The confidence to use your voice in the world is a game changer. So how can you build the confidence muscle? Confidence comes from the Latin word “confidere” – to trust. And trust in yourself is where confidence starts – you see it in great speakers, from Michelle Obama, But how can you trust yourself when your words fail you just at the moment you need them most? How can you trust yourself if your voice is shaking? Or if you go blank in the spotlight of an audience’s attention? How can you trust yourself if you can’t trust your own voice?
If this lack of trust in yourself sounds familiar, when it comes to using your voice, welcome to the club. Most people will tell you that deep down they feel the toxic combination of vulnerable, and visible in what my drama school teacher described as ‘hell’s-mouth-opening’ moments in front of an audience, or a camera, or a microphone.
Seared into my brain is the memory of a stage in a huge hall where I went badly wrong in front of a thousand people. I vowed afterwards that I would never speak on stage again. It took me a while to rebuild my confidence. It still makes me cringe to think about it now. But every cloud has a silver lining. In my TEDX talk I started with the story of that failure. And though it was scary that talk has now been watched 7.5 million times.
Here’s how to learn to trust yourself to use your voice.
1: Contribute Don’t Compete. Our “insta” age can be a very competitive place. Using your voice is much more fun if instead of obsessing about who is best, better, best, you focus on what you can contribute. Think about what your audience need and structure your message starting with their challenge – and then offer tools to help. Keep the question “how I help?” in your mind as you prepare and as you speak. It anchors you in your contribution, and gives you confidence,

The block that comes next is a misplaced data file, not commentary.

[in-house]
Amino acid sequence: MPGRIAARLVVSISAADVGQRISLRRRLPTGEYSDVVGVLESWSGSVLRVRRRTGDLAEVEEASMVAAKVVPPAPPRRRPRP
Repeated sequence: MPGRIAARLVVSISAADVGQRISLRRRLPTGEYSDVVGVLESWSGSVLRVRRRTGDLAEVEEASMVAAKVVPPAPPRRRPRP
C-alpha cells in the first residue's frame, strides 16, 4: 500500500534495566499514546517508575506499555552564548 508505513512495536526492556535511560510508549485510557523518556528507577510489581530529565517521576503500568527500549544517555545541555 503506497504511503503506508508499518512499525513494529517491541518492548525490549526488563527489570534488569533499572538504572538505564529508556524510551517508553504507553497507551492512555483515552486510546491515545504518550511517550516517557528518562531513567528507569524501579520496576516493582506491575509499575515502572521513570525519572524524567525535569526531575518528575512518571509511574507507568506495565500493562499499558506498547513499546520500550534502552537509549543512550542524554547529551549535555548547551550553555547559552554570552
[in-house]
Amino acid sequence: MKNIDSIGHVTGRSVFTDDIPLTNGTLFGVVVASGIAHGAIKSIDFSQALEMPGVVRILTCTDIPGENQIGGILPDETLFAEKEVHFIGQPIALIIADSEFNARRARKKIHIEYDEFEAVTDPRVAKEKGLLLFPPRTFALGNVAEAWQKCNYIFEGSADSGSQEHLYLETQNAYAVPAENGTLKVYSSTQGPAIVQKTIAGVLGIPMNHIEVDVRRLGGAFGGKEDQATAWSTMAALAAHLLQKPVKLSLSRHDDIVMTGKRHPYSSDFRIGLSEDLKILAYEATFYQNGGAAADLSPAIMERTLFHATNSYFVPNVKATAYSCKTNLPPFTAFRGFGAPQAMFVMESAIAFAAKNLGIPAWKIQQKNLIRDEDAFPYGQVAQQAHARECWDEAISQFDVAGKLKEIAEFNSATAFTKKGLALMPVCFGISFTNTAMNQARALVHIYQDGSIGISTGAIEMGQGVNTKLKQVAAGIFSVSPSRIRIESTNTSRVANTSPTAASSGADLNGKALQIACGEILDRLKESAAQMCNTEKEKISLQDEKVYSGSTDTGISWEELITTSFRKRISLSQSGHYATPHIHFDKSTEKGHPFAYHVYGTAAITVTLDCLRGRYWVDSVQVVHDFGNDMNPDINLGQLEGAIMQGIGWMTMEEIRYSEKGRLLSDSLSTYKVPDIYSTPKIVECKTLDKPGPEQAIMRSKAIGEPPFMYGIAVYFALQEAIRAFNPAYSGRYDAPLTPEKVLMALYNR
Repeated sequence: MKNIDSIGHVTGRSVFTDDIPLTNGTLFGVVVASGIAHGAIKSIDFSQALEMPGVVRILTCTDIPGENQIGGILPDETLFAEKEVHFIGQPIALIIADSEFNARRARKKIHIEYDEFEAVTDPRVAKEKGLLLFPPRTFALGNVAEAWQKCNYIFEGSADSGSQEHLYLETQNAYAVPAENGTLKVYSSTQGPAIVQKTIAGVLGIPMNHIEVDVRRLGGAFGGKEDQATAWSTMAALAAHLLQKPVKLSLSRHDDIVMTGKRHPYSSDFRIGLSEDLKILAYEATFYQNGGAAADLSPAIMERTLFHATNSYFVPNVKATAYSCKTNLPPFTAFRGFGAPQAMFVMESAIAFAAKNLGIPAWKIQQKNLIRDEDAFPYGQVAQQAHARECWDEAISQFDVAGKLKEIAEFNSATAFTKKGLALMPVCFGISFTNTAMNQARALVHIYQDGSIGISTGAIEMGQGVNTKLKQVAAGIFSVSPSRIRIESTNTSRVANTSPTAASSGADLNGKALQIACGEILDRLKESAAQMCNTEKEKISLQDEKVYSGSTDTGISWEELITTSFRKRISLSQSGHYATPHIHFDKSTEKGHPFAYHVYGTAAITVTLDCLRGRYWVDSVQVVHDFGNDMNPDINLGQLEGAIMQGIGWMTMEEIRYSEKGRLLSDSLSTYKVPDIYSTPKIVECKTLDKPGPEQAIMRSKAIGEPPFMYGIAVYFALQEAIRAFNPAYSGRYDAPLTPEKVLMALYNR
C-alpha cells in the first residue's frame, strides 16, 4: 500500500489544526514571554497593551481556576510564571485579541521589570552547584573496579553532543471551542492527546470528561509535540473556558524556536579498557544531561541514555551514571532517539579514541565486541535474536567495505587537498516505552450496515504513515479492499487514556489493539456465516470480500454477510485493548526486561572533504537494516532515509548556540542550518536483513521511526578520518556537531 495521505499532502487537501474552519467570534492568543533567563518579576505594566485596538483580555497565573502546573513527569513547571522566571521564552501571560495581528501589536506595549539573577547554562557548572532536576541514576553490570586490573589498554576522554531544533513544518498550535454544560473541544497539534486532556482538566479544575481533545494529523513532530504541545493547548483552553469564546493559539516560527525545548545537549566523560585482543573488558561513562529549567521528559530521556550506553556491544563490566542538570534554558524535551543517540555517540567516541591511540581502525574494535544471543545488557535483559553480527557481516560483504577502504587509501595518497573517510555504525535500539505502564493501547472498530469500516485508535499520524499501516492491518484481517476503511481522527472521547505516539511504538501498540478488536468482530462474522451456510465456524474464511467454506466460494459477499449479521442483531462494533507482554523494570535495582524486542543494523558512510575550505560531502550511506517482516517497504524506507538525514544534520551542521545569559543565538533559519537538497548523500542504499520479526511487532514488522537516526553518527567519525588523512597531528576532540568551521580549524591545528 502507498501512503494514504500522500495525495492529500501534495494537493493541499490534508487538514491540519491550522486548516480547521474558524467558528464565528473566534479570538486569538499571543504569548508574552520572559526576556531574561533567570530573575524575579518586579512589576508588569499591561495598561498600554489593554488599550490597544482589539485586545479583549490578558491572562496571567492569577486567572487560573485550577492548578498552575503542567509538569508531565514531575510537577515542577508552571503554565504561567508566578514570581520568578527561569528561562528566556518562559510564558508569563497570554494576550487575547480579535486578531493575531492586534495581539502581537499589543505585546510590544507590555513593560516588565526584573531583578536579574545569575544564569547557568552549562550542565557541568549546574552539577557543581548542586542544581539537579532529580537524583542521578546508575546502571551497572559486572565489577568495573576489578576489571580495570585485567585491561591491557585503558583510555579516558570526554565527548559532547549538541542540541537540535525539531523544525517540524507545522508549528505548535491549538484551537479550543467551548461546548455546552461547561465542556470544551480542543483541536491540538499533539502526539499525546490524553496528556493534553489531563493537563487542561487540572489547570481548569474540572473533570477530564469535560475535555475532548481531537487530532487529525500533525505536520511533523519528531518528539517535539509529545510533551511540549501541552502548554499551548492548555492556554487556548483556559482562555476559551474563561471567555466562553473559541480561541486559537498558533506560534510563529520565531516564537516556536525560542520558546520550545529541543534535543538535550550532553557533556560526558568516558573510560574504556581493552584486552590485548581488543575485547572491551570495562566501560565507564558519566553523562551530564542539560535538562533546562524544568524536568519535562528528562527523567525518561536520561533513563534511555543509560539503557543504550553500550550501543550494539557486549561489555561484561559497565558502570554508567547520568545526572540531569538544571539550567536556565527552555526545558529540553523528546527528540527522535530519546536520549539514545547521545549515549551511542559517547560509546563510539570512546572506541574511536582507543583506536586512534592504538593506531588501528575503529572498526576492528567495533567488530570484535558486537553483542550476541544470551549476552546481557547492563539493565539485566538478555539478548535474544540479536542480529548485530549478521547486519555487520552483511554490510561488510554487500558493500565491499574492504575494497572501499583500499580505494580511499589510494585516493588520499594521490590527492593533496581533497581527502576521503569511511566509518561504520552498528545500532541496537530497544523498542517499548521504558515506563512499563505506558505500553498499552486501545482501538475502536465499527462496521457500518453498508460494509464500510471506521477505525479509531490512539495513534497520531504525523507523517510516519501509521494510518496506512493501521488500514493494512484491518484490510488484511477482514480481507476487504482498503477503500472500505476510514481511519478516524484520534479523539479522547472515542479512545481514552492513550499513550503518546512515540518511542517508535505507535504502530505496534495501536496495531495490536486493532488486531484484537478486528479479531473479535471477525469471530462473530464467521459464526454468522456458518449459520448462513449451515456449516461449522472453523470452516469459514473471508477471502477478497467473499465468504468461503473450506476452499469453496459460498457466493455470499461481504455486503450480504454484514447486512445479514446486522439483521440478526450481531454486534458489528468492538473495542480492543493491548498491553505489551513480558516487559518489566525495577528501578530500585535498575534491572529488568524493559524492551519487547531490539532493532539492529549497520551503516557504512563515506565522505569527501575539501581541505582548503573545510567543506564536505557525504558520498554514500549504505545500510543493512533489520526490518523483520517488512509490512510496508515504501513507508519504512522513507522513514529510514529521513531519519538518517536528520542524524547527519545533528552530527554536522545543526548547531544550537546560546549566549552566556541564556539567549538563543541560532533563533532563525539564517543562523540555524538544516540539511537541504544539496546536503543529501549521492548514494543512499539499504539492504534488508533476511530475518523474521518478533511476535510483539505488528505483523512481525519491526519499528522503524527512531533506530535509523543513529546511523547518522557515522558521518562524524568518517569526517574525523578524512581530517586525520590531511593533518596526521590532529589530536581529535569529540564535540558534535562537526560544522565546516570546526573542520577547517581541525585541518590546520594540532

2: Practise by speaking aloud: Practice is everything, Don’t stick your head I the sand and hope for the best. The confidence muscle is built for you as a speaker by speaking don’t write it, speak it, Your secret ally is the voice notes app on your phone, as allows you to be your own coach. Bullet point or mind map your ideas then record it section by section on your phone. Listen to what resonates and then hone your structure until it flows when you speak it, and your signposts are clear in your mind. You will find that when you’ve spoken your words to yourself a number of you find they flow naturally for you under pressure. It’s so much nicer than holding have a shaking bit of paper in your hand, or slides that you have to stare at to know what comes next. If you are speaking to a big audience run your words in front of a real (supportive) person before you speak them for real. Then when you get into the spotlight, you know the words will come. And each time you use your voice in the spotlight knowing you are ready your confidence grows.
3: See your audience as “old friends” not ‘foes”; A racing heart, a flushed face – these can be good things, falling in love, enjoying a gig, the “good rush”. And learning to use your voice is about embracing and using the adrenalin, framing is as the fun kind of rush, not the fight or flight kind. When This is the ease that allows you to use your voice with control in the spotlight. It’s all about going from “fight or flight” to “rest and digest”. Brain science has some answers to help you do that.
- Before you speak, turn off your phone, as they can trigger fight or flight
- Take a moment to come back to the body. Relax your feet on the floor, feel roots growing down, 10 metres, 20 metres, 30 metres.
- Open up your peripheral vision, as you do when you are safe.
- Imagine that you are talking to your oldest friends. Breathe the feeling of relief and ease you have when you see the people who make you feel safe. Imagine them willing you on.
- Love your pauses as a chance to find your calm. When we chat to those we trust we take time to pause. We speak on the out-breath, pause on the in-breath. When you give yourself time to take that relaxed, spacious, old friends in-breath pause, you find your brakes, you find your control. You find your voice.
Practice these tips everywhere, and I promise you, little by little your confidence will grow and you will find that your voice has a power that gets heard, that changes things. And that’s where life starts to get really interesting.